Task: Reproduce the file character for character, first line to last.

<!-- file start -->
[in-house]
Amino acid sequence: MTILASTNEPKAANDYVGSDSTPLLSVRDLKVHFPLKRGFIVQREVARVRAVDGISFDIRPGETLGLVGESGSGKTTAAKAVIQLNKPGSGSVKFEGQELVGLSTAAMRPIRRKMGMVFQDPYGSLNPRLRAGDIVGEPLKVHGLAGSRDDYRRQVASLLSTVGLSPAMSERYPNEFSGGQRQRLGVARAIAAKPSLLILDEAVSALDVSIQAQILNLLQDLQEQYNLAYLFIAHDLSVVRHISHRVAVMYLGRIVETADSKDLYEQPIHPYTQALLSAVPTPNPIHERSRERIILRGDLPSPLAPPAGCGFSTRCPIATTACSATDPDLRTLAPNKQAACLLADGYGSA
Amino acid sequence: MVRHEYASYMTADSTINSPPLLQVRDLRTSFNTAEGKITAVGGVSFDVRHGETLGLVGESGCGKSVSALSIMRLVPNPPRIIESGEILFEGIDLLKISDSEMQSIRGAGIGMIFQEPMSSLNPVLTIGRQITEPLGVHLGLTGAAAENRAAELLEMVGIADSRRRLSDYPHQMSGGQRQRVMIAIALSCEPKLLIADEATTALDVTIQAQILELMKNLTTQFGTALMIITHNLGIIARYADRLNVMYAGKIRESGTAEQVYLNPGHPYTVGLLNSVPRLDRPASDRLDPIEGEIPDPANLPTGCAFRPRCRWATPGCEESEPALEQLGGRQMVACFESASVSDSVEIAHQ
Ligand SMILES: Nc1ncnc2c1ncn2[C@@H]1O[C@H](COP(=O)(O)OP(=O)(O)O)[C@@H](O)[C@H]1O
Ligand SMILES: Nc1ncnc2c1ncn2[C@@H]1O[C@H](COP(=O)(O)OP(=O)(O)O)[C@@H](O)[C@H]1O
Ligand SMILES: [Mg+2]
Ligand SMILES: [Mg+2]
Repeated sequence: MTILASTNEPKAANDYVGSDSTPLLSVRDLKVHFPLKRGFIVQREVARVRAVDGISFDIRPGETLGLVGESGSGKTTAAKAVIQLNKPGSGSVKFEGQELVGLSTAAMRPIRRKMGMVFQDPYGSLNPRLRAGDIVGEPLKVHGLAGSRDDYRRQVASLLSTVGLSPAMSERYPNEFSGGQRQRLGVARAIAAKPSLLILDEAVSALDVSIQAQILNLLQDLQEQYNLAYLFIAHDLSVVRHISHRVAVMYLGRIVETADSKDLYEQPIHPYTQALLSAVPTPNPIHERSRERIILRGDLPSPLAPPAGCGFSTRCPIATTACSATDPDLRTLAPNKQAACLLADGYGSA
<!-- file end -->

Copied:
[in-house]
Amino acid sequence: MTILASTNEPKAANDYVGSDSTPLLSVRDLKVHFPLKRGFIVQREVARVRAVDGISFDIRPGETLGLVGESGSGKTTAAKAVIQLNKPGSGSVKFEGQELVGLSTAAMRPIRRKMGMVFQDPYGSLNPRLRAGDIVGEPLKVHGLAGSRDDYRRQVASLLSTVGLSPAMSERYPNEFSGGQRQRLGVARAIAAKPSLLILDEAVSALDVSIQAQILNLLQDLQEQYNLAYLFIAHDLSVVRHISHRVAVMYLGRIVETADSKDLYEQPIHPYTQALLSAVPTPNPIHERSRERIILRGDLPSPLAPPAGCGFSTRCPIATTACSATDPDLRTLAPNKQAACLLADGYGSA
Amino acid sequence: MVRHEYASYMTADSTINSPPLLQVRDLRTSFNTAEGKITAVGGVSFDVRHGETLGLVGESGCGKSVSALSIMRLVPNPPRIIESGEILFEGIDLLKISDSEMQSIRGAGIGMIFQEPMSSLNPVLTIGRQITEPLGVHLGLTGAAAENRAAELLEMVGIADSRRRLSDYPHQMSGGQRQRVMIAIALSCEPKLLIADEATTALDVTIQAQILELMKNLTTQFGTALMIITHNLGIIARYADRLNVMYAGKIRESGTAEQVYLNPGHPYTVGLLNSVPRLDRPASDRLDPIEGEIPDPANLPTGCAFRPRCRWATPGCEESEPALEQLGGRQMVACFESASVSDSVEIAHQ
Ligand SMILES: Nc1ncnc2c1ncn2[C@@H]1O[C@H](COP(=O)(O)OP(=O)(O)O)[C@@H](O)[C@H]1O
Ligand SMILES: Nc1ncnc2c1ncn2[C@@H]1O[C@H](COP(=O)(O)OP(=O)(O)O)[C@@H](O)[C@H]1O
Ligand SMILES: [Mg+2]
Ligand SMILES: [Mg+2]
Repeated sequence: MTILASTNEPKAANDYVGSDSTPLLSVRDLKVHFPLKRGFIVQREVARVRAVDGISFDIRPGETLGLVGESGSGKTTAAKAVIQLNKPGSGSVKFEGQELVGLSTAAMRPIRRKMGMVFQDPYGSLNPRLRAGDIVGEPLKVHGLAGSRDDYRRQVASLLSTVGLSPAMSERYPNEFSGGQRQRLGVARAIAAKPSLLILDEAVSALDVSIQAQILNLLQDLQEQYNLAYLFIAHDLSVVRHISHRVAVMYLGRIVETADSKDLYEQPIHPYTQALLSAVPTPNPIHERSRERIILRGDLPSPLAPPAGCGFSTRCPIATTACSATDPDLRTLAPNKQAACLLADGYGSA